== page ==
One of the mysteries of the English language finally explained.
1A single sheet of glass in a window or door.
sheet of glass, panel, windowpaneView synonyms
- ‘Doors are now large panes of glass with unobstructed views of the beach.’
- ‘In the central image, the girl sits on the top steps, the glass panes in the front door visible behind her.’
- ‘There are two long, narrow windows and a walkout door with glass panes to a deck in the bedroom’
- ‘When they entered the wooden doors with glass panes, a young teenage man with spiky blond hair and a cute grin greeted them.’
- ‘It is still out of bounds, its ghostly emptiness - whole streets without a single pane of glass intact - telling its own poignant story.’
- ‘Earlier in the day, my oldest brother had accidentally broken one of the glass panes in our kitchen door, which my mother had temporarily patched with a flap from a cardboard box.’
- ‘They had a row and he left and at Brown Street kicked a door and broke a pane of glass.’
- ‘Rather than foregrounding a central object when I gaze into a store window, I become interested instead in all that a single pane of glass can contain.’
- ‘When I saw the painting, strangely executed on the upper glass panes of a door, I was spellbound.’
- ‘If your door has glass panes, are they properly glazed?’
- ‘The entire outside wall was a single pane of glass, covered only by a lacy curtain.’
- ‘Doors with glass panes require a double-cylinder deadbolt to prevent someone from breaking the glass, reaching in and unlocking the door.’
- ‘Roberts then appeared in the kitchen having smashed the glass pane in her door and removed the security chain.’
- ‘It could have been easily mistaken for a mall, with its multi-story commercial looking structure and the massive glass panes and doors.’
- ‘The glass pane on the door and every window were reduced to tiny fragments.’
- ‘When single panes of toughened glass are used overhead such failure can have dangerous consequences.’
- ‘Mrs Platt said glass panes in the door of another Church Street shop had also been damaged in the same way.’
- ‘A MAN who pleaded to causing damage to a door and breaking two panes of glass at a house was ordered to compensate the owner, at the November 22 sitting of Carlow District Court.’
- ‘And better yet, the top half of the door was a large pane of glass that gave him a great view of the kitchen.’
- ‘Glass panes in select cabinet doors show vintage dishware; others bear fabric and chicken-wire inserts.’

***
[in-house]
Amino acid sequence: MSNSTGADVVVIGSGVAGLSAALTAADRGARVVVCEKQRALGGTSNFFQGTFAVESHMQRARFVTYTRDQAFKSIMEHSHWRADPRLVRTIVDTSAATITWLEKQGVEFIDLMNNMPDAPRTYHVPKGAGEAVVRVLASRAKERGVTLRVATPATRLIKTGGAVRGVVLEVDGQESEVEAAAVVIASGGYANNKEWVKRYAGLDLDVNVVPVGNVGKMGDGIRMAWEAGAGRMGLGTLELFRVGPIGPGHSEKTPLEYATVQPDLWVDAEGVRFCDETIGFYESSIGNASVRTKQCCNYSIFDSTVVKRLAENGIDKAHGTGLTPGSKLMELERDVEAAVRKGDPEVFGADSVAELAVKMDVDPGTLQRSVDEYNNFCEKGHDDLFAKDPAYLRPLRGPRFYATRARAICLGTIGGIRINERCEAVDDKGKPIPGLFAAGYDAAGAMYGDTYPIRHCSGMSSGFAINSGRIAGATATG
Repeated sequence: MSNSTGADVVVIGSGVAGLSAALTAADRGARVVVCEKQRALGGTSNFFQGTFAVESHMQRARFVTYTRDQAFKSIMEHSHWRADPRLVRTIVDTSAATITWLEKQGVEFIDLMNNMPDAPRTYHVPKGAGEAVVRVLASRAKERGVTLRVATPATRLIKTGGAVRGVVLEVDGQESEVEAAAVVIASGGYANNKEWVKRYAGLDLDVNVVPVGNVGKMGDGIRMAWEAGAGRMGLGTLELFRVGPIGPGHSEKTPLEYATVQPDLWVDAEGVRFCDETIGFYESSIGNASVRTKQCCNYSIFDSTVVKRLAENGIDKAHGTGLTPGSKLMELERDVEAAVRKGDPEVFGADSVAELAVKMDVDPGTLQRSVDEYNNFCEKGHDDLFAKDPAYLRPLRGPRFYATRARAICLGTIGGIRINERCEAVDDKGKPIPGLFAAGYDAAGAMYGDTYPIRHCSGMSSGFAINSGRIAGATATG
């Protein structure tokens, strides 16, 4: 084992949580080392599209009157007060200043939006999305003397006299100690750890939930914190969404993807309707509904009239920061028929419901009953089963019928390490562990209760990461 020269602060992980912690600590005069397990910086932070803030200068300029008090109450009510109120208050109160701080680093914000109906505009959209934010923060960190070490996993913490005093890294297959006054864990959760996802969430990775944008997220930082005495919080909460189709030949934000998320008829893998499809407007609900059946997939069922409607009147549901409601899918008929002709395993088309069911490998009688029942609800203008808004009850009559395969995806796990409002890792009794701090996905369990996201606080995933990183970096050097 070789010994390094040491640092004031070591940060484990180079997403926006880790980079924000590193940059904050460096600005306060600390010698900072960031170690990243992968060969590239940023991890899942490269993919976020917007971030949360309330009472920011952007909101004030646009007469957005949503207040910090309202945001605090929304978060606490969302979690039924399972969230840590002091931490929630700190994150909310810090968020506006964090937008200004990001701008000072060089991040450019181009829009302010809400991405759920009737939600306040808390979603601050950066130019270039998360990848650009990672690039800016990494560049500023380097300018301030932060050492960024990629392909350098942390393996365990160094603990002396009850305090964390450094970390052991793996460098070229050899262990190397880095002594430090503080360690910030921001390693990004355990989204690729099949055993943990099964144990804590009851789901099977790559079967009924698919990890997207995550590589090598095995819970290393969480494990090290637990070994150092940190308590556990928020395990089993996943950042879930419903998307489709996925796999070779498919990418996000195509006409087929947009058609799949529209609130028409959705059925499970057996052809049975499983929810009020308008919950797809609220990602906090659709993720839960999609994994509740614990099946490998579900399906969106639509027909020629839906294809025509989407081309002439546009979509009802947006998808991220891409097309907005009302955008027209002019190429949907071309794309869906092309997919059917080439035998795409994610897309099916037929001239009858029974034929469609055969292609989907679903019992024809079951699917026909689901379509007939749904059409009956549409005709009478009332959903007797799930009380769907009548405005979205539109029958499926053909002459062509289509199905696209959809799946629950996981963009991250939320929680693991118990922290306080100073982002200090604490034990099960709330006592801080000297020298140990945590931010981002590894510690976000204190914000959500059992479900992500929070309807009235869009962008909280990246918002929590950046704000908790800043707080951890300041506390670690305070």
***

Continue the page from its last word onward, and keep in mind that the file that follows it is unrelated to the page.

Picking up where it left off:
- 1.1Computing A separate defined area within a window for the display of, or interaction with, a specified part of that window's application or output.
- ‘As an example, here are images of the panes of a computer using a standard USB keyboard and mouse, and one using a Bluetooth keyboard and mouse connection.’
- ‘It has some great features, including tabbed documents and a multi-pane screen with the ability to keep notes in a separate pane.’
- ‘You are given a molecule, displayed in the right-hand pane, with its component atoms scattered in a maze of sorts.’
- ‘Your search and results panes can be resized and customized to whatever layout you find appropriate.’
- ‘You should now see the audio tracks displayed on the right pane of the software window.’
- ‘Click on a file in any of 220 formats and it will be displayed in the viewer pane.’
- ‘The View tab under the Settings menu allows you to add or remove items displayed on the Task pane.’
- ‘By dividing your main window with a set of vertical panes, you can resize this window, if you like.’
- ‘The browser has unique features, including the ability to split the window into panes, with each pane displaying different web sites or even a web site and the contents of a local directory.’
- ‘Once you have added all the keywords in the right pane which are applicable for your site, click on the next keyword in the left pane which is applicable for your site.’
2A sheet or page of stamps.
- ‘The pane of 24 stamps also contained 24 connecting tabs in 12 designs.’
- ‘In 1958, the Post Office ceased the practice as collectors were purchasing only the plate blocks, leaving broken panes of stamps in post offices.’
- ‘This cover bears a pane of nine stamps from the Wedgwood £3 book of stamps and is unaddressed.’
- ‘Each booklet contained a pane of 10 37c stamps from the current definitive range.’
Late Middle English (originally denoting a piece of something, such as a fence or strip of cloth): from Old French pan, from Latin pannus ‘piece of cloth’.
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